Here’s the latest CBD news:
With fewer objective standards to anchor to price (thanks to no FDA regulation) and an arsenal of buzzwords to justify premiums, the CBD space has seen its share of lofty and unpredictable pricing over the past several years.
But the driver of free market success—competition—is doing its thing, implies this Leafreport study, which found that many high-quality brands are dropping their prices.
Specifically, the year-over-year price comparison for reviewed brands was reported as an 11.25% drop.
After reviewing more than 3,200 products from 137 well-established CBD brands, here’s what else Leafreport found regarding pricing practices across the industry:
Of course, competition is one of many factors influencing these numbers, as product quality, new innovations in CBD delivery and supporting ingredients, and other changes hit the market.
Enlighten Hemp, a subsidiary of whole-hemp extract company ECS Brands, announced this week the results of a 90-day clinical trial assessing the weight loss potential of Nitro-VTM, an Enlighten Hemp product marketed to control appetite and balance metabolism.
These benefits are allegedly conferred by the high “varin cannabinoid” content in the product; varin cannabinoids are precursors to more popular cannabinoids like CBD (CBDV: cannabidivarin) and CBG (CBGV: cannabigerovarin).
Per the 90-day, 125-human-subject, double-blind trial sponsored by the National Institute of Health, each of the 100 participants who took Nitro-VTM demonstrated an average BMI decrease of three points and weight loss of up to 22 pounds.
Additionally, subjective measures found a 61% decrease in hunger, 40% fewer food cravings, and a 52% decrease in anxiety among trial participants.
In contrast, 64% of control group participants either maintained their weight or gained weight, and BMI was relatively fixed.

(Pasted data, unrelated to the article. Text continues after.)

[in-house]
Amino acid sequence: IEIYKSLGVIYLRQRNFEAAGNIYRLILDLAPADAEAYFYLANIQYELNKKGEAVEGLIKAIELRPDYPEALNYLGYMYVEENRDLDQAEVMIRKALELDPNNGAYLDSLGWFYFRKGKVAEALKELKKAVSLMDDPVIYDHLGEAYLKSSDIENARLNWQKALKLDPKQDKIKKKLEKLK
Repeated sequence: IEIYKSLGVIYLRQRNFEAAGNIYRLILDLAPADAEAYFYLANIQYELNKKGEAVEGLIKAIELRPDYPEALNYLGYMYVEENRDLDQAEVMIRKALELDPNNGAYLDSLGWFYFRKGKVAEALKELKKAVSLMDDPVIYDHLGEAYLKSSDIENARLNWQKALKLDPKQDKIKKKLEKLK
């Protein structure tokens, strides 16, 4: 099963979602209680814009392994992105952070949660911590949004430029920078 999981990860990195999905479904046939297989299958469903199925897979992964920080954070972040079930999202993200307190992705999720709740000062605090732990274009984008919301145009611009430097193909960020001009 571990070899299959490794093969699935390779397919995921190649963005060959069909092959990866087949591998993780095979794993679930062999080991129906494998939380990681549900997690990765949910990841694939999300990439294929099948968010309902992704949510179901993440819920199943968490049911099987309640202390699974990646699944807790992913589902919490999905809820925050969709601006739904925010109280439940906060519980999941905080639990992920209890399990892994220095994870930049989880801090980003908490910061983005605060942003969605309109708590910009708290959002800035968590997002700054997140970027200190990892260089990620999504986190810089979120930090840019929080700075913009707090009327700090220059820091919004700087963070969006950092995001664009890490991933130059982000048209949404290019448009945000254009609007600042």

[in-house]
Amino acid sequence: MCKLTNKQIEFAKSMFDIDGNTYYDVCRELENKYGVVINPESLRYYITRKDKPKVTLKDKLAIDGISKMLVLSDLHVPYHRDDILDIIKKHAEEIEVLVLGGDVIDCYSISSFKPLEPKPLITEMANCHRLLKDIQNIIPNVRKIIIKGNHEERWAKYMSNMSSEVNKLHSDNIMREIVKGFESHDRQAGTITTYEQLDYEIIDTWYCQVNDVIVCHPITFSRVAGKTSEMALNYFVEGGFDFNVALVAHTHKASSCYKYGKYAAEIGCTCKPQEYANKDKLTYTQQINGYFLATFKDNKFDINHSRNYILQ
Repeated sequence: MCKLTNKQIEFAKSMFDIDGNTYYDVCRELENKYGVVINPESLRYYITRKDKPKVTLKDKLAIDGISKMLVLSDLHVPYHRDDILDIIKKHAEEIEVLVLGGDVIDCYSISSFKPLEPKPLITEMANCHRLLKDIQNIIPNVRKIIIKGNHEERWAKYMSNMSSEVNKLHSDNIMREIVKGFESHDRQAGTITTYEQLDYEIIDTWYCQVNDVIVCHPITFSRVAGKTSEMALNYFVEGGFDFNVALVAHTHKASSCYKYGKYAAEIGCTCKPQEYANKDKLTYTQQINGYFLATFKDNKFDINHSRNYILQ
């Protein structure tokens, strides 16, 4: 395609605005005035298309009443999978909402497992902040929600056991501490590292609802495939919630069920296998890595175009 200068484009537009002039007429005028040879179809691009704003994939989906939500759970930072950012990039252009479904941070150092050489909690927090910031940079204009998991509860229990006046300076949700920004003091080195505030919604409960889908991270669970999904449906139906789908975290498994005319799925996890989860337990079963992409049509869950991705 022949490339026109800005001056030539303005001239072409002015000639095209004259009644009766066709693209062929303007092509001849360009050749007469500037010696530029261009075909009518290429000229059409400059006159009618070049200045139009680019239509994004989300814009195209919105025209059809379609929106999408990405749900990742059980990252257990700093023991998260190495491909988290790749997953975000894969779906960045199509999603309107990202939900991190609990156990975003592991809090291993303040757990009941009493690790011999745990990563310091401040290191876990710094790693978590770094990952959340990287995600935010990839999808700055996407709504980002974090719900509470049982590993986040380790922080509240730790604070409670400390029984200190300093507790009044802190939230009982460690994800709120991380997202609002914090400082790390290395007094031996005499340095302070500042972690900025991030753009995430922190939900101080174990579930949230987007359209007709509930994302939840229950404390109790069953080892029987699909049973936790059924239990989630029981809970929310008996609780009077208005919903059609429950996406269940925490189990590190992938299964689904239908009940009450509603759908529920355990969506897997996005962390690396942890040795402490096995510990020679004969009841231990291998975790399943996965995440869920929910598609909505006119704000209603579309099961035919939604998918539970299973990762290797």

The Nitro-VTM hemp extract was well-tolerated, and unlike competing products, was sourced from legal, industrial hemp (and not synthetic products or illegal marijuana).
After announcing the FDA’s acceptance of the Investigational New Drug (IND) application for RLS102, their new CBD-based drug, Receptor Life Sciences immediately began a formulation selection study, which will determine the best formulation to be used in further research and development.
Receptor is aiming to treat autism-related irritability, for which there is no FDA-approved treatment, using this product.
RLS102 contains synthetic cannabidiol and an FDA-approved bioavailability booster called SNAC, which was proven in a proof-of-concept clinical study to dramatically improve CBD absorption over non-enhanced CBD.
Receptor also hopes to take the guesswork out of CBD dosing with this technology, as cannabinoid absorption following RLS102 ingestion was much more predictable than standard CBD products.
If all goes according to plan with the formulation study, Receptor plans to continue through the research pipeline required for FDA approval and bringing the product to market, which means human clinical studies.